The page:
Review: Threads (1984, Mick Jackson)

"Threads", "The Day After", "The War Game"- these movies weren't some remote idea, or (just) a business decision. The Cold War had been on for decades, Russia and the USA had been racing to space, and competing for the biggest bomb ever, there was the Cuba crisis, SDI was a thing, Gorbachov, perestroika, and glasnost hadn't happened yet. Berlin was an island inside Russian territory. When "The Day After" was about to be shown in Germany some boulevard papers made it a frontpage headline. Chernobyl happened in 1986, and made people around the world remember the words Strontium, Caesium and Cadmium to their last day. That was the reality of the time. 

"Threads" is an educational movie, and it's made for exactly this purpose. In contrast to most other nuclear disaster movies, "Threads" puts its emphasis less on the short-term impact, but more on the personal catastrophe affecting every single one in the long term. Choosing a near-documentary style to do so, it quite soberly depicts the harrowing effects on human life as we know it. It could be me, you, anyone, it hits everywhere, and it will be passed on.

"Threads" is potentially the saddest and scariest film ever made. It's a British film, which means you'll be spared little. It goes a tad further and deeper than you might expect even from a film of that kind. "The Day After" ultimately tells a story, "The War Game" is a news report, "When The Wind Blows" speaks of love - "Threads" is most of all just brutally honest, as it puts pretty much nothing between you and the bitter, unrelenting truth.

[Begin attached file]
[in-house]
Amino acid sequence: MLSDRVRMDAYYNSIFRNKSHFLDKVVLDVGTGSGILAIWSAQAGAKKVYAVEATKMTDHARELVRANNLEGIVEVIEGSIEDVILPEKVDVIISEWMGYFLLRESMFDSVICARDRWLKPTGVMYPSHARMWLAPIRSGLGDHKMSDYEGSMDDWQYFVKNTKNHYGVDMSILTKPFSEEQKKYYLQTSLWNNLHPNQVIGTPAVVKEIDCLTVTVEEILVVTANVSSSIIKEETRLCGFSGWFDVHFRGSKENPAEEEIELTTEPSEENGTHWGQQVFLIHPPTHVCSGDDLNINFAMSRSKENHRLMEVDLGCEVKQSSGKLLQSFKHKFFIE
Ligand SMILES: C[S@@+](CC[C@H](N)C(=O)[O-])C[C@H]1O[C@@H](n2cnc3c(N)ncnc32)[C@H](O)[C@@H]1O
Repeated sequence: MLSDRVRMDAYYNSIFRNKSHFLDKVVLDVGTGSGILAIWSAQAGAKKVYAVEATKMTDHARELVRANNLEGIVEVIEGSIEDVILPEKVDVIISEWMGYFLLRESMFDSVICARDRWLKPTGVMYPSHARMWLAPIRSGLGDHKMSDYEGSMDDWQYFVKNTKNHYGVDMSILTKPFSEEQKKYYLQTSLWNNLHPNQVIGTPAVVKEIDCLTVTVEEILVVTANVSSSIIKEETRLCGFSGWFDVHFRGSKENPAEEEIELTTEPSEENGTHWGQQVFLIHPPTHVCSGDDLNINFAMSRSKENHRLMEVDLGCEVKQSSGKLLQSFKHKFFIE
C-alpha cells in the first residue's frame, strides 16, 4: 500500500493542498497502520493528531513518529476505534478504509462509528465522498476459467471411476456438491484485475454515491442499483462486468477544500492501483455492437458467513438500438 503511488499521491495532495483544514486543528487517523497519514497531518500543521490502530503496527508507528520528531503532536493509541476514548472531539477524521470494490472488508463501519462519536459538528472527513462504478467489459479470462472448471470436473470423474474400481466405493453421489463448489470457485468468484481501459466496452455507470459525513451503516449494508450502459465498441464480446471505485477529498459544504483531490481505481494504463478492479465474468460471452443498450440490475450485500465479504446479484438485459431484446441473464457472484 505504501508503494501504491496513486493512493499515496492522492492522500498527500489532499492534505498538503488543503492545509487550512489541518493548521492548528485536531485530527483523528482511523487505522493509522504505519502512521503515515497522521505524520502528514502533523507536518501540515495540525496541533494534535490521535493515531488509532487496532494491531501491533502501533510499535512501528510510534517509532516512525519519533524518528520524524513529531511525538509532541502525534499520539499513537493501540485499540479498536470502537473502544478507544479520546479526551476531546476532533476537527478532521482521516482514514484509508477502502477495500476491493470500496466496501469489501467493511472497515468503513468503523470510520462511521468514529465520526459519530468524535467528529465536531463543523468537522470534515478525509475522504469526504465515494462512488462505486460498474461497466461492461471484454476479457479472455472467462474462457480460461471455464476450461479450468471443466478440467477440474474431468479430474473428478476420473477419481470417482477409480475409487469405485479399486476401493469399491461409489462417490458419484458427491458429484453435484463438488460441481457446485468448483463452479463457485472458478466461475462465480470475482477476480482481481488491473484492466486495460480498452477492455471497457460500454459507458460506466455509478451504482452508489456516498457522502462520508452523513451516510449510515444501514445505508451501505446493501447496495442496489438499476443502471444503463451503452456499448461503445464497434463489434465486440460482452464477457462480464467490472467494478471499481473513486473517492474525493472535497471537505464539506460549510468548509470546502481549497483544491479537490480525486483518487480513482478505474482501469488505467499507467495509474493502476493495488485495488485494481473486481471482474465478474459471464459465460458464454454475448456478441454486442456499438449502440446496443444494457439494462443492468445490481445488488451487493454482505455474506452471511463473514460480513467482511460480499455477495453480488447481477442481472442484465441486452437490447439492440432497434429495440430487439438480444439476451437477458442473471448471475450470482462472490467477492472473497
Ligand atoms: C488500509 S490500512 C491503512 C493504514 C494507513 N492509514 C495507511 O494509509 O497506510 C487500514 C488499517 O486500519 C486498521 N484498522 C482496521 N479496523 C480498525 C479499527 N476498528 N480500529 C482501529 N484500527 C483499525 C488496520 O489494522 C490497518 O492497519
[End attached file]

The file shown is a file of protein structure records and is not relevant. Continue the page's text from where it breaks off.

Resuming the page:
Overall, it's a very well made, extremely effective movie. The writing is intelligent and adequate to the subject matter, the editing and camera work is outstanding, the visuals range from accurate to genuinely shocking - it creates a scarily realistic picture of the unthinkable, and, much more than other such movies, its aftermath.

It is certainly no coincidence that around the time of "Threads" and "The Day After" worldwide anti-nuclear-weaponry demonstrations became massive (attendance up to 1 million), and nuclear disarmament started happening. People were really scared. The threat was all too real, and the insanity became undeniable.

Verdict: Watching "Threads" makes you a better human being. 10/10

Threads (1984)
Directed by Mick Jackson

Trailer video:


The War Game (1966)

World War III (1982) (NBC miniseries)

Testament (1983)

The Day After (1983)

On the 8th Day (1984)

Countdown To Looking Glass (1984)

When The Wind Blows (1986)

The Miracle Mile (1988)

Der Dritte Weltkrieg (1998)

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